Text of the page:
In modern-day football, a coach is as instrumental as his players to the success of the team. Matches are played well before the kickoff time as coaches spend hours to choose the tactics that not only suit the team but can help them beat the opposition as well. Some coaches can come up with brilliant strategies that can help the team beat anyone. Some coaches though rely on the brilliance of their players to make up for their own tactical inflexibility. Unfortunately for Belgium, Marc Wilmots belongs to the second category. The Red Devils entered Euro 2016 as the highest ranked European side according to FIFA rankings. On paper, they were the best side in the tournament. On the field however, things were just not working out. Sure, injuries robbed the team of its key players, but majority of the blame must fall on the coach for his own inability to get the best of his talented squad. Here are some decisions that the Belgian coach got horribly wrong at the Euros.
In their first game of the tournament, the Belgium team was outclassed by what is described as the ‘worst’ Italian team in many years. Antonio Conte’s men defied expectations and put up a stellar performance and Belgium were found lacking both imagination and inspiration. However, they bounced back with three victories against relatively easier opponents. In the quarterfinals, they faced Wales, a team that uses the 3-5-2 formation, similar to the Italians. One would expect a coach to learn from his mistakes. But Marc Wilmots chose to stick with the same tactics again. As a result, they were completely outplayed in the middle of the pitch by the industrious Ramsay and Allen. It was a deserved win for a fearless Wales side but fans were left wondering how the nation’s ‘golden generation’ crashed out at the quarterfinal stage for the second major tournament in a row.
Both Vermaelen and Vertonghen missed the game against Wales through suspension and injury respectively. Losing two senior defenders for a crunch game was a definitely a big blow, but these are situations where great coaches are made. Wilmots decided to place his trust on two youngsters who hadn’t played before in the tournament. And the move failed. Denayer failed to get his head on the ball for the first and third goal and Lukaku lost Ramsay down the Welsh right flank for the second. Lack of options was a problem but with experienced Ciman, who was adjudged the best defender in the MLS in the 2015 seemed like the most logical choice to partner Alderweireld. His selection also left his team horribly exposed to the pace of the Welsh attack and they could never recover from that. His decision to bring in Fellaini for Carrasco to stabilise the midfield in the second half as he offered very little defensively and the team was left chasing the game.
Lack of Responsibility:
It is clear that his tactics failed against a well oiled and dogged Wales team. Instead of taking blame for the loss he chose to dish out excuses that
“I think we had a good strategy for 20, 25 minutes. We played an excellent match, we put in attacking football, we dominated Wales. Then out of nowhere, we dropped back 15 yards. I was saying, ‘Push out! Push out!’ I was waving my arms. I can’t explain why we dropped 15 yards deeper. Maybe we worried about space behind us. I’m not a magician, you can’t simply replace experience. The defence had an average age of 23. I can’t blame the players.”
He may not be a magician, but as a coach it is his job to make the players play the way he thinks is best. He said that he doesn’t want to blame the players but he eventually ended up doing that by not taking complete responsibility for the loss. He failed to rally his exceptionally talented squad in their most important game of the season and his players will feel that he let them all down.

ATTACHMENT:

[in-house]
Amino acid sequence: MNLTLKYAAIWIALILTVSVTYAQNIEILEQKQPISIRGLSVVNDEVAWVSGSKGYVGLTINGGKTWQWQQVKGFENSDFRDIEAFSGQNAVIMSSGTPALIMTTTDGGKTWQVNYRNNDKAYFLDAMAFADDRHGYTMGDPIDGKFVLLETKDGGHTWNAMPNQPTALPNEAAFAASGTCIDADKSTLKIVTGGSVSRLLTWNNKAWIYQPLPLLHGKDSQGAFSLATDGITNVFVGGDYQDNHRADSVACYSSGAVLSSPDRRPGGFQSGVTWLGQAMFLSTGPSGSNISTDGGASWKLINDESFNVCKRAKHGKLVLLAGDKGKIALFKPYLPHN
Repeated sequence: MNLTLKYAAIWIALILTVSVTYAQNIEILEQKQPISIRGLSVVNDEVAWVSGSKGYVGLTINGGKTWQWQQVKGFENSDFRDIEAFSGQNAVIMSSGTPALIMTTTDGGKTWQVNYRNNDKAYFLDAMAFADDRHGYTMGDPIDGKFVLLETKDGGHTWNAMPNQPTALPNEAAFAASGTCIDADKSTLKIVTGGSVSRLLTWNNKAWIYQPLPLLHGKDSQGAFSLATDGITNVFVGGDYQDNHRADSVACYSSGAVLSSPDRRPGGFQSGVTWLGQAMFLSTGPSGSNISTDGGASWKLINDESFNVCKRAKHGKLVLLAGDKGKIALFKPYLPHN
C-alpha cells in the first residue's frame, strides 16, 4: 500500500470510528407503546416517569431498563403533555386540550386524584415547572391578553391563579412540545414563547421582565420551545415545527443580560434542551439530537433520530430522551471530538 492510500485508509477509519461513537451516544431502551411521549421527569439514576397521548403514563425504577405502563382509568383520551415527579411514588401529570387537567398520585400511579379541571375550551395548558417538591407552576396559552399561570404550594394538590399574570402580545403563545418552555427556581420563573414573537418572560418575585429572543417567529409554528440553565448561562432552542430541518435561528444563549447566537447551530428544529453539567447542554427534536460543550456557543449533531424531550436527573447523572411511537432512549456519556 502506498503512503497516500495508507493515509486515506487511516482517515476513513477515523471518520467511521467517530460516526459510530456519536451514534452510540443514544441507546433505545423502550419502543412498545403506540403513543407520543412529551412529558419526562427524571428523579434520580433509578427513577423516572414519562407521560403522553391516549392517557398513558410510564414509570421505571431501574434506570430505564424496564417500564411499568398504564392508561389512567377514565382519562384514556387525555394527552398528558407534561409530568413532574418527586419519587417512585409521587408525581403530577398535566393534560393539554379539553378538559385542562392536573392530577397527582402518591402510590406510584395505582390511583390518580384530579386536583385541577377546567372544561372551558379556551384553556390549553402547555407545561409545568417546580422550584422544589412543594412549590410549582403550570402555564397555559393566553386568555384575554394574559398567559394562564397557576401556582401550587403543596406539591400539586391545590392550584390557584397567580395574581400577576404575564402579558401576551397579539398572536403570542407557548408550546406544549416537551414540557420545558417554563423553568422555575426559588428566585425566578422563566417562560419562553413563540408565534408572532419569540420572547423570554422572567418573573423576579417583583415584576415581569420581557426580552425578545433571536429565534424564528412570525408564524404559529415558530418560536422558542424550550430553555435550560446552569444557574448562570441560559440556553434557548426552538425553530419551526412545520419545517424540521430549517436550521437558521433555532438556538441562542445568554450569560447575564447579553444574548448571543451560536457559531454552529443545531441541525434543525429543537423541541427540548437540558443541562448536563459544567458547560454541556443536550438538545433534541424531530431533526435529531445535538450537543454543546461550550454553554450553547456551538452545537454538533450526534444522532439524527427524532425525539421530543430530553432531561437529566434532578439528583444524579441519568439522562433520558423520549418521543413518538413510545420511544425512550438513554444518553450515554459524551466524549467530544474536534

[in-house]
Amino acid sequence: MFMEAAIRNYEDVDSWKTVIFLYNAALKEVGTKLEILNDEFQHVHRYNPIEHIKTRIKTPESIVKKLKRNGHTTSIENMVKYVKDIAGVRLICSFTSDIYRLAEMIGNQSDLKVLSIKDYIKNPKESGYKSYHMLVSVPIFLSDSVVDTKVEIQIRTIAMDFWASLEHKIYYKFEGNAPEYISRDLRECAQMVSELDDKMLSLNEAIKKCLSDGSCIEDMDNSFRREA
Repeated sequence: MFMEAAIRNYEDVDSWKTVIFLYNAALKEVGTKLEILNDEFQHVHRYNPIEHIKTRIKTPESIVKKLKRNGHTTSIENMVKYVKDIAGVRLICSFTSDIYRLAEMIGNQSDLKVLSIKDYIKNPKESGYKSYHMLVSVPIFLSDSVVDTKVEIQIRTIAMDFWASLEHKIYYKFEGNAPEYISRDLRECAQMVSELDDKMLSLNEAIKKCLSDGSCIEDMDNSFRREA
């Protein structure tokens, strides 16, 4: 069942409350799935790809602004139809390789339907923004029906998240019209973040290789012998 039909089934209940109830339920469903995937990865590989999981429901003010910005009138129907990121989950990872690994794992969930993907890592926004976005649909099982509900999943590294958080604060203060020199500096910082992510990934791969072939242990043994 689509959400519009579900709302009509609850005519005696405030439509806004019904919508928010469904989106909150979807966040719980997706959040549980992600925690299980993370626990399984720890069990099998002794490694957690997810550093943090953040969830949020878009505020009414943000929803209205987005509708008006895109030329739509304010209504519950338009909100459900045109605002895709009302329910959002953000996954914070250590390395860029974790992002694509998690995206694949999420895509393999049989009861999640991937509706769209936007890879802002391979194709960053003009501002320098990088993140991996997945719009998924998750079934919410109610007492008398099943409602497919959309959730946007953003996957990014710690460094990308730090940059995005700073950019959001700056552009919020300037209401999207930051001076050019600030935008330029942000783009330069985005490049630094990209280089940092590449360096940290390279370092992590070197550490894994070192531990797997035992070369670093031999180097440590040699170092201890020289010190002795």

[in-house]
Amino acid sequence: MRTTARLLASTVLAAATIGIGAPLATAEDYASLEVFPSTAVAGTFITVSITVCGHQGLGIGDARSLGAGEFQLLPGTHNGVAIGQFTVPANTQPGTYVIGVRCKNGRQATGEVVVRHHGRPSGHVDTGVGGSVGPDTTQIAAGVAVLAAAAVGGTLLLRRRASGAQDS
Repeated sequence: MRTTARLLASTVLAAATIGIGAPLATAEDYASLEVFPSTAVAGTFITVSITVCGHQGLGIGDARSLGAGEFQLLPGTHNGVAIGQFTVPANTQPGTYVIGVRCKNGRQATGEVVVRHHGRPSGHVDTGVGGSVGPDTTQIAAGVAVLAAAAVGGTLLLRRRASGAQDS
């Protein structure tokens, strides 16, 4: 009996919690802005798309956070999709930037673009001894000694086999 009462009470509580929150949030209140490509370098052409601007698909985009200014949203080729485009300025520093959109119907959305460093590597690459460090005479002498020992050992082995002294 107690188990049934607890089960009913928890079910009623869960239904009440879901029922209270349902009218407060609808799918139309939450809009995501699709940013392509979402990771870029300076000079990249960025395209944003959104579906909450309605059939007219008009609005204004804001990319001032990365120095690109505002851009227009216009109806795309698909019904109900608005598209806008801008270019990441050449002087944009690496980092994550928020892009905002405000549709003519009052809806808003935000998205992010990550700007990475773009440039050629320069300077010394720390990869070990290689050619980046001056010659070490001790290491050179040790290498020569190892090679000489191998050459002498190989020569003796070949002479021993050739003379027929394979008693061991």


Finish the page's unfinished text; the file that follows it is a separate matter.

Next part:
Allowing players to discuss transfers during the campaign:
Most coaches usually tell their players to take care of their transfer activities only before or after entering a major tournament. Marc Wilmots though was more than happy to allow this. He even took special interest in their transfer interests.
“I think his move is absolutely brilliant. Michy, plus Thomas Meunier going to PSG, are being rewarded for their great form and the work they have done out here and over the past season. Both Michy and Thomas came to see me in our camp. They both had a lot on their minds and I decided to give them the afternoon off. I have given them both time to sort out their ‘problems’.
By allowing this, he had these players distracted about post season activities even before their Euros campaign was over. Thinking that he was helping his players out, his decision backfired on the team as Meunier and co struggled against Wales.
Every country has its own version of the ‘Golden Generation’ that dominated the sport. Spain rose to prominence under the guidance of Luis Aragones and Vincente Del Bosque. The change in the system that was brought under Jurgen Klinsmann for the German national team, reached full potential as they won the World Cup under Joachim Low. However, there are some teams whose golden generation failed to deliver anything. England are one major example. Belgian fans will hope that this team belongs to the first category. The current crop of Belgian players are regarded as the greatest set that the country has ever produced. The players are still young and they have time on their hands to turn it around. Hazard, De Bruyne, Lukaku and co are only beginning to realise their full potential and they are already a frightening prospect to play against. But they will end up just like the English if they continue to stick with Marc Wilmots. He said that he won’t make a decision with the all the adrenaline still pumping. But with the entire nation, including his own players calling for a change, it shouldn’t be his choice to make.
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